Just read the new pages!
We may have a problem here: we started with a crew, they die, and then we follow Doc. And I have the feeling of jumping from a story to another, not linked by anything else but the universe.
You may make an “anthology movie” with several characters and stories but I don’t think that’s what you going for.
I don’t have the whole picture yet, I don’t know where you’re going with the story but I don’t have the feeling it started yet.
We may need some linking with the beginning, or to know what the story is gonna be about.
Because for now we had interesting characters who died, others we don’t know what they want, and the only thing we really kinda know is the universe.
Hope it’s helpful and again I don’t have the whole story so I don’t know what’s it’s gonna be like in the end.
Have you posted a screenplay here as well?
@ReshaCaner @Exquisite_Corpse and I have been posting on and off; @Spica provides feedback on the regular. At the beginning there were a few people who posted and they’ve since dropped off, which is fine. There’s something to be said about the fact that they were inspired to submit screenplays at all.
For @Spica as well, I totally get what you’re saying about the opening. I mentioned in passing during another post that the Gareth Edwards movie Monsters inspired me to take the story in a whole different direction than where I was going with the opening. So you’re right to consider the opening completely separate from the world of the movie, because it is.
Also, Jaime’s going to get cut. This is a draft that I have no intention of rewriting, and I’m making it up as it goes along, which is great for the purpose of this forum, but it’d be hell to rewrite multiple drafts of this as an actual screenplay. So on page 15, Jaime might have seemed like a good idea, but with where I’m at now (pg. 28?), he no longer serves his purpose.
Yes, I did some times ago.
I’m not a huge writer and I usually write in French because I’m more comfortable with that language, so I had just one real script in english.
I wrote it rapidly, kind of experimenting. I may make more out of the story someday.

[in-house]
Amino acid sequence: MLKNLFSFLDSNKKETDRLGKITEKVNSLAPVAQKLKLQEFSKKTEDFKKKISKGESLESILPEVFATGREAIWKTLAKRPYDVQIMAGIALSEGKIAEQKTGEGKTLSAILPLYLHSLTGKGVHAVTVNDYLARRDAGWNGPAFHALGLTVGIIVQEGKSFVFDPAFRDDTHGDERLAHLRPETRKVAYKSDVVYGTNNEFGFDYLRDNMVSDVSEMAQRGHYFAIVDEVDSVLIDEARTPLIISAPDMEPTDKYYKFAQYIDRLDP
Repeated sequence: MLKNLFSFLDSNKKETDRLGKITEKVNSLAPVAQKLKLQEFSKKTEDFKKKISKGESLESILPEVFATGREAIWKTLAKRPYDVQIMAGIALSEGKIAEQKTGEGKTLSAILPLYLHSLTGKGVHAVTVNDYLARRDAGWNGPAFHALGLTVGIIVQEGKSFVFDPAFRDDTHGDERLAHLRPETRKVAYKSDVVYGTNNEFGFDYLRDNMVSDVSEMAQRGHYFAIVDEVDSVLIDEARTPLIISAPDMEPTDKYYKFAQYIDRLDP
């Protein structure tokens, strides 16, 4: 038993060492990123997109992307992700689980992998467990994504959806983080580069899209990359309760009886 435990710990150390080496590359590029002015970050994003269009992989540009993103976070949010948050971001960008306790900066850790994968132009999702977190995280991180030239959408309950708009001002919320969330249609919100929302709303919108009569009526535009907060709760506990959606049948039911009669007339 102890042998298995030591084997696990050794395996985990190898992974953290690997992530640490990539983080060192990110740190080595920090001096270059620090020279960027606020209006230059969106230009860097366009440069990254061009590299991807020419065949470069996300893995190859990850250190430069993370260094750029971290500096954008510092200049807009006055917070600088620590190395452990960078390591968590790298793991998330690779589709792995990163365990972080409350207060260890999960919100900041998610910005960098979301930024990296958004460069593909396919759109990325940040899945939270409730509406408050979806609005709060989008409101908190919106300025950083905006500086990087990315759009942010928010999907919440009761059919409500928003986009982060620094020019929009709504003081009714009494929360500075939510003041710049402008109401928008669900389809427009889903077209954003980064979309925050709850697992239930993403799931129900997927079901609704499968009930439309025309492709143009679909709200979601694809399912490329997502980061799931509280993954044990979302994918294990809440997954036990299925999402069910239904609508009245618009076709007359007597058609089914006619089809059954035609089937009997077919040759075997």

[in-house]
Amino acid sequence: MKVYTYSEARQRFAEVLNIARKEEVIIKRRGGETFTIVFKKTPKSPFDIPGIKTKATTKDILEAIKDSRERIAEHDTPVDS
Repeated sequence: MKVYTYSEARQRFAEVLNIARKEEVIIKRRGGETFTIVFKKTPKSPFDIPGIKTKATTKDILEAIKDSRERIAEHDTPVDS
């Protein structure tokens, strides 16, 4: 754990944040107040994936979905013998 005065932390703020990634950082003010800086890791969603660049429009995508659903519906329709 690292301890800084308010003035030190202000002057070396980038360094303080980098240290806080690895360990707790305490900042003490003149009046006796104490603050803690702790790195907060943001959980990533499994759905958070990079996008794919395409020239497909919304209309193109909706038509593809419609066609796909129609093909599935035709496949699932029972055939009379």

@LightStorm: I’m linking to your original post to hook you into the writer’s group thread:
I read through the first 10 pages. The first thing I noted was that you’re doing a lot of direction. Again, I’m new to this, but my understanding was that unless you intend to direct this yourself, you need to tell the story and leave out most of the direction. You can imply a lot of direction by the way you write the story, but don’t be too explicit - calling out camera moves, sound track, pacing, etc. Also, though you may be a fan of Quentin Tarantino, you can’t really name this as a film of his, so I think you’ll need to remove the reference.
Next, though you open with a lot of description, I was a little lost by the two characters. It seems these two know each other, but the screenplay doesn’t say how. That will need to be explained. Especially since it is unusual for an Arabic man to be so familiar with an unrelated woman. My experience is that Germans are pretty liberal and are at ease with mixing sexes socially. Not so in Arabic culture - especially Islam. An Arab man would never approach an unrelated woman in public. I’m not saying it can’t happen in your story, but it needs to be explained.
Finally, remember the viewer isn’t invested in these characters when the film begins. You need to do something to get them engaged. A lot of people use action to open a film, but there are other ways. A long, long dialogue about a fairly trivial subject is probably not the best choice for an opening. Once we know them better it could be an excellent way to create subtle interplay between the characters, so you can probably keep a lot of this dialogue, but it needs to move later in the screenplay so you can open with something else.
With all that said, this is an interesting idea. I’m close to finishing my M.A. in history, and one of my classes was about the connections between history and memory. One case we studied was the popular German memory about WWII - especially as it relates to women. I think it’s a fascinating subject, and this would be a great setup for exploring that.
Who’s got the re-writes? This chick! Unfortunately, the fight scene needed so much surgery that I didn’t really get anything else written. There are certainly recycled pieces, and the outcome is very similar, but the entire thing was re-worked from the ground up. See if I hit the mark a little more closely the second time around
@PianolasonMars I want to write a little defense of Jaime before you decide to axe him completely - because I actually really like this character! He’s someone that has a lot of growing to do, so he’s just a natural fit for a screenplay. However you want to build the story, Jaime’s arc is very clear: He’s got some decent medical training but he faints at the site of blood, so he has to learn to overcome that and become the healer he was born to be. It flows really naturally from the rest of the story.